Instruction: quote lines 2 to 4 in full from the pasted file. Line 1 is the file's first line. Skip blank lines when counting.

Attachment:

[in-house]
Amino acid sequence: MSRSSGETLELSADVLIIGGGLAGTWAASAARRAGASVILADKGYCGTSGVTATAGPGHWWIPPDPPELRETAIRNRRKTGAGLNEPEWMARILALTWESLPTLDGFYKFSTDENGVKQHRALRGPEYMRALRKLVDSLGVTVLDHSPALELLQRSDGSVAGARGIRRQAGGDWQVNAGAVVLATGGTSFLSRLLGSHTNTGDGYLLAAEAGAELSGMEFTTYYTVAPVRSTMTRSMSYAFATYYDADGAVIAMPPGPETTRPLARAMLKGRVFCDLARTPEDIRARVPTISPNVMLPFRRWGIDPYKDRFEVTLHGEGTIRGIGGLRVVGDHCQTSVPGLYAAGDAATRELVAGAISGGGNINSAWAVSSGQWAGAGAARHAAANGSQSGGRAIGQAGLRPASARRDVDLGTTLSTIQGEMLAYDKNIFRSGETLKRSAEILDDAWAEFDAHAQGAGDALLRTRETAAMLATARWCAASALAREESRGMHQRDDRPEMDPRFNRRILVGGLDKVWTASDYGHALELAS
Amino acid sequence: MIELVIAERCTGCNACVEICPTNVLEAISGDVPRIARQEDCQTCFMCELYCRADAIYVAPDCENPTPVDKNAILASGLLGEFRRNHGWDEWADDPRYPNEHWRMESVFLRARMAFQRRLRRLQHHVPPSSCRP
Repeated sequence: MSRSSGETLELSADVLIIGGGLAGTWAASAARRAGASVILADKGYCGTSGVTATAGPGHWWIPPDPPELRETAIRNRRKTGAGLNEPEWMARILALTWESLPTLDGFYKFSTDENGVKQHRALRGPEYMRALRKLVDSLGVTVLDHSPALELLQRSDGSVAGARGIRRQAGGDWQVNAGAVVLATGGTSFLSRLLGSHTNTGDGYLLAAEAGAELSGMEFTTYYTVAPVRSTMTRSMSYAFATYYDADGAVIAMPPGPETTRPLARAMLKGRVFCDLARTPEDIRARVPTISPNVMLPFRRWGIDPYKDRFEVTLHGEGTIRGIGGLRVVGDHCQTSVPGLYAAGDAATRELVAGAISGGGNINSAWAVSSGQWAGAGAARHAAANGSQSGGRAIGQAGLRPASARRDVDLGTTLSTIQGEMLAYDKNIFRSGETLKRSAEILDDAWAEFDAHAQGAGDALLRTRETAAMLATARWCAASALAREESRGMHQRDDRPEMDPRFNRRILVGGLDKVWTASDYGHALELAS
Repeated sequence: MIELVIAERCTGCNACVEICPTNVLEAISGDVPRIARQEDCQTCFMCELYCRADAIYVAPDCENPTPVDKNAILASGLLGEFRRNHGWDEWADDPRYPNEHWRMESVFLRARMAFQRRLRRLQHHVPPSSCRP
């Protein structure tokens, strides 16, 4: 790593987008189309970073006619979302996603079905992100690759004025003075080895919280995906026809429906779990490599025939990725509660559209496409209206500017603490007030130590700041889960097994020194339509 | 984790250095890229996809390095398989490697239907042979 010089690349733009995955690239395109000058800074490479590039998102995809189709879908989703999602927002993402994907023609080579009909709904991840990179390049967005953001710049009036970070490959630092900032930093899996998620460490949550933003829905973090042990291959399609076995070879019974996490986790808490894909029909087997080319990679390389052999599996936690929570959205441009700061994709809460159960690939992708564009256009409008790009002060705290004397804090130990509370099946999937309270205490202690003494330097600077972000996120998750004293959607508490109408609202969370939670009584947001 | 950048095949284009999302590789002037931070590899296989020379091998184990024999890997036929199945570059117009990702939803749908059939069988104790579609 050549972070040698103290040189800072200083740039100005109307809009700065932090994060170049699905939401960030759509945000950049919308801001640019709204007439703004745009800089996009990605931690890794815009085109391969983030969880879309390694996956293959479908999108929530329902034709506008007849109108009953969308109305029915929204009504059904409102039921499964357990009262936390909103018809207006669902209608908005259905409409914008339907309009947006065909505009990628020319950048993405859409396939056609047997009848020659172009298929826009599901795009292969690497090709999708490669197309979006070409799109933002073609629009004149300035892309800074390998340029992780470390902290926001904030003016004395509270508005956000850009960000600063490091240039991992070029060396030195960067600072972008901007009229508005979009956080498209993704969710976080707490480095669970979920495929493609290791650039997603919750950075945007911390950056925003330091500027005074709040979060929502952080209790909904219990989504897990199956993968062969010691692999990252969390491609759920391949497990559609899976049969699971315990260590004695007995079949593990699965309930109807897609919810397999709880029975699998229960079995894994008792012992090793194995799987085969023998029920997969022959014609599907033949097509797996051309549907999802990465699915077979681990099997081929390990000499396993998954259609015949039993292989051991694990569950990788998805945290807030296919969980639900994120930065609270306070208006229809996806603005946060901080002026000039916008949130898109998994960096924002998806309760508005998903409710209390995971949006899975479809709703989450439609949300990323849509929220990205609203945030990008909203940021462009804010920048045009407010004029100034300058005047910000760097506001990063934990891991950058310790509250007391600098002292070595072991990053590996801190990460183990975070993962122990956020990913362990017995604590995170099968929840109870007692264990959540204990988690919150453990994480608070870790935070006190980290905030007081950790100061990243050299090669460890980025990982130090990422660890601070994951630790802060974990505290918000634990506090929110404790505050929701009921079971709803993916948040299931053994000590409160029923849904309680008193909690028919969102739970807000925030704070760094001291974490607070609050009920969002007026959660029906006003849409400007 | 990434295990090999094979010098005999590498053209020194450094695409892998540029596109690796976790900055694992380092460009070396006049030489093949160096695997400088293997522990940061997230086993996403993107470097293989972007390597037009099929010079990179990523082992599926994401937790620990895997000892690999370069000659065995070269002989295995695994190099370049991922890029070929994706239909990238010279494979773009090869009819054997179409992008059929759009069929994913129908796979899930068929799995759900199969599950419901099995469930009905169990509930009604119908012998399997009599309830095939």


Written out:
Amino acid sequence: MSRSSGETLELSADVLIIGGGLAGTWAASAARRAGASVILADKGYCGTSGVTATAGPGHWWIPPDPPELRETAIRNRRKTGAGLNEPEWMARILALTWESLPTLDGFYKFSTDENGVKQHRALRGPEYMRALRKLVDSLGVTVLDHSPALELLQRSDGSVAGARGIRRQAGGDWQVNAGAVVLATGGTSFLSRLLGSHTNTGDGYLLAAEAGAELSGMEFTTYYTVAPVRSTMTRSMSYAFATYYDADGAVIAMPPGPETTRPLARAMLKGRVFCDLARTPEDIRARVPTISPNVMLPFRRWGIDPYKDRFEVTLHGEGTIRGIGGLRVVGDHCQTSVPGLYAAGDAATRELVAGAISGGGNINSAWAVSSGQWAGAGAARHAAANGSQSGGRAIGQAGLRPASARRDVDLGTTLSTIQGEMLAYDKNIFRSGETLKRSAEILDDAWAEFDAHAQGAGDALLRTRETAAMLATARWCAASALAREESRGMHQRDDRPEMDPRFNRRILVGGLDKVWTASDYGHALELAS
Amino acid sequence: MIELVIAERCTGCNACVEICPTNVLEAISGDVPRIARQEDCQTCFMCELYCRADAIYVAPDCENPTPVDKNAILASGLLGEFRRNHGWDEWADDPRYPNEHWRMESVFLRARMAFQRRLRRLQHHVPPSSCRP
Repeated sequence: MSRSSGETLELSADVLIIGGGLAGTWAASAARRAGASVILADKGYCGTSGVTATAGPGHWWIPPDPPELRETAIRNRRKTGAGLNEPEWMARILALTWESLPTLDGFYKFSTDENGVKQHRALRGPEYMRALRKLVDSLGVTVLDHSPALELLQRSDGSVAGARGIRRQAGGDWQVNAGAVVLATGGTSFLSRLLGSHTNTGDGYLLAAEAGAELSGMEFTTYYTVAPVRSTMTRSMSYAFATYYDADGAVIAMPPGPETTRPLARAMLKGRVFCDLARTPEDIRARVPTISPNVMLPFRRWGIDPYKDRFEVTLHGEGTIRGIGGLRVVGDHCQTSVPGLYAAGDAATRELVAGAISGGGNINSAWAVSSGQWAGAGAARHAAANGSQSGGRAIGQAGLRPASARRDVDLGTTLSTIQGEMLAYDKNIFRSGETLKRSAEILDDAWAEFDAHAQGAGDALLRTRETAAMLATARWCAASALAREESRGMHQRDDRPEMDPRFNRRILVGGLDKVWTASDYGHALELAS